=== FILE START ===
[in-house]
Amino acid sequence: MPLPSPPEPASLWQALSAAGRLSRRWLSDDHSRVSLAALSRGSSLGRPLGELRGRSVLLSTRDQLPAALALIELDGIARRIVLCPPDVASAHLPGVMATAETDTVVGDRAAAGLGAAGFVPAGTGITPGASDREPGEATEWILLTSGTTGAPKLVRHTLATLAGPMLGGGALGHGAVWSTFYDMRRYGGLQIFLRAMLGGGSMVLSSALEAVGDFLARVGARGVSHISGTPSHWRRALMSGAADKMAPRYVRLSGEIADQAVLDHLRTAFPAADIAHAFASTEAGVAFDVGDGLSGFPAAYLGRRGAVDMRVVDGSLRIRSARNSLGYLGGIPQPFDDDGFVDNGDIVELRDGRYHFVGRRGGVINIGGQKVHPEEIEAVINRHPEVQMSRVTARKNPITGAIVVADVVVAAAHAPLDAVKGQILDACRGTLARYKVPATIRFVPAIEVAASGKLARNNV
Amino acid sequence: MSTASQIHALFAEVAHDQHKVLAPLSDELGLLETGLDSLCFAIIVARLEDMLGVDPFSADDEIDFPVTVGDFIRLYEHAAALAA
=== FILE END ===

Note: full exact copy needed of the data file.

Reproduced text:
[in-house]
Amino acid sequence: MPLPSPPEPASLWQALSAAGRLSRRWLSDDHSRVSLAALSRGSSLGRPLGELRGRSVLLSTRDQLPAALALIELDGIARRIVLCPPDVASAHLPGVMATAETDTVVGDRAAAGLGAAGFVPAGTGITPGASDREPGEATEWILLTSGTTGAPKLVRHTLATLAGPMLGGGALGHGAVWSTFYDMRRYGGLQIFLRAMLGGGSMVLSSALEAVGDFLARVGARGVSHISGTPSHWRRALMSGAADKMAPRYVRLSGEIADQAVLDHLRTAFPAADIAHAFASTEAGVAFDVGDGLSGFPAAYLGRRGAVDMRVVDGSLRIRSARNSLGYLGGIPQPFDDDGFVDNGDIVELRDGRYHFVGRRGGVINIGGQKVHPEEIEAVINRHPEVQMSRVTARKNPITGAIVVADVVVAAAHAPLDAVKGQILDACRGTLARYKVPATIRFVPAIEVAASGKLARNNV
Amino acid sequence: MSTASQIHALFAEVAHDQHKVLAPLSDELGLLETGLDSLCFAIIVARLEDMLGVDPFSADDEIDFPVTVGDFIRLYEHAAALAA